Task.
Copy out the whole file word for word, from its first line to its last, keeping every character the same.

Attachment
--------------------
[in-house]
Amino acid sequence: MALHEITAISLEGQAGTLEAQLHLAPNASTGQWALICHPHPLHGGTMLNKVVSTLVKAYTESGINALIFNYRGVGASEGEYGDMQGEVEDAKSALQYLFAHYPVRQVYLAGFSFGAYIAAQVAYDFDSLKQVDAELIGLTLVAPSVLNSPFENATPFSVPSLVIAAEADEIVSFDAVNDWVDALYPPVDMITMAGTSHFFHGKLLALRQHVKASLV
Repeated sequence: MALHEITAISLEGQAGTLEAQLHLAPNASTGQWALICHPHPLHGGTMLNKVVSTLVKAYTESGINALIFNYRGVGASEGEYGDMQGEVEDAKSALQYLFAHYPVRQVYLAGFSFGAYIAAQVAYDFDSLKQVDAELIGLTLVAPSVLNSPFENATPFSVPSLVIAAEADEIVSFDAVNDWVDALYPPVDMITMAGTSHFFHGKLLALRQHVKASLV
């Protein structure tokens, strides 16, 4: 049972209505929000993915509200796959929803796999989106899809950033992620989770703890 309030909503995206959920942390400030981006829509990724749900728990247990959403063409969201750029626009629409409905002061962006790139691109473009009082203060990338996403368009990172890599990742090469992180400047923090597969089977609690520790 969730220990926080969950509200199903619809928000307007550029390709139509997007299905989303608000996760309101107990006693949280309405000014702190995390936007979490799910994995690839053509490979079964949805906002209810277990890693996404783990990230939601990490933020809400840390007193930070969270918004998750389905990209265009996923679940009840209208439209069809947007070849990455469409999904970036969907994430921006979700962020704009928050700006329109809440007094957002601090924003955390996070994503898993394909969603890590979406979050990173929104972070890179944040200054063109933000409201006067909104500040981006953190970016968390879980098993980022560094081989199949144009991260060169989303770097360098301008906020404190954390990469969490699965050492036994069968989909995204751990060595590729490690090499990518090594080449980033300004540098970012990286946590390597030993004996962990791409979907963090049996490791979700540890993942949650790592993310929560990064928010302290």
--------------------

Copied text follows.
[in-house]
Amino acid sequence: MALHEITAISLEGQAGTLEAQLHLAPNASTGQWALICHPHPLHGGTMLNKVVSTLVKAYTESGINALIFNYRGVGASEGEYGDMQGEVEDAKSALQYLFAHYPVRQVYLAGFSFGAYIAAQVAYDFDSLKQVDAELIGLTLVAPSVLNSPFENATPFSVPSLVIAAEADEIVSFDAVNDWVDALYPPVDMITMAGTSHFFHGKLLALRQHVKASLV
Repeated sequence: MALHEITAISLEGQAGTLEAQLHLAPNASTGQWALICHPHPLHGGTMLNKVVSTLVKAYTESGINALIFNYRGVGASEGEYGDMQGEVEDAKSALQYLFAHYPVRQVYLAGFSFGAYIAAQVAYDFDSLKQVDAELIGLTLVAPSVLNSPFENATPFSVPSLVIAAEADEIVSFDAVNDWVDALYPPVDMITMAGTSHFFHGKLLALRQHVKASLV
């Protein structure tokens, strides 16, 4: 049972209505929000993915509200796959929803796999989106899809950033992620989770703890 309030909503995206959920942390400030981006829509990724749900728990247990959403063409969201750029626009629409409905002061962006790139691109473009009082203060990338996403368009990172890599990742090469992180400047923090597969089977609690520790 969730220990926080969950509200199903619809928000307007550029390709139509997007299905989303608000996760309101107990006693949280309405000014702190995390936007979490799910994995690839053509490979079964949805906002209810277990890693996404783990990230939601990490933020809400840390007193930070969270918004998750389905990209265009996923679940009840209208439209069809947007070849990455469409999904970036969907994430921006979700962020704009928050700006329109809440007094957002601090924003955390996070994503898993394909969603890590979406979050990173929104972070890179944040200054063109933000409201006067909104500040981006953190970016968390879980098993980022560094081989199949144009991260060169989303770097360098301008906020404190954390990469969490699965050492036994069968989909995204751990060595590729490690090499990518090594080449980033300004540098970012990286946590390597030993004996962990791409979907963090049996490791979700540890993942949650790592993310929560990064928010302290």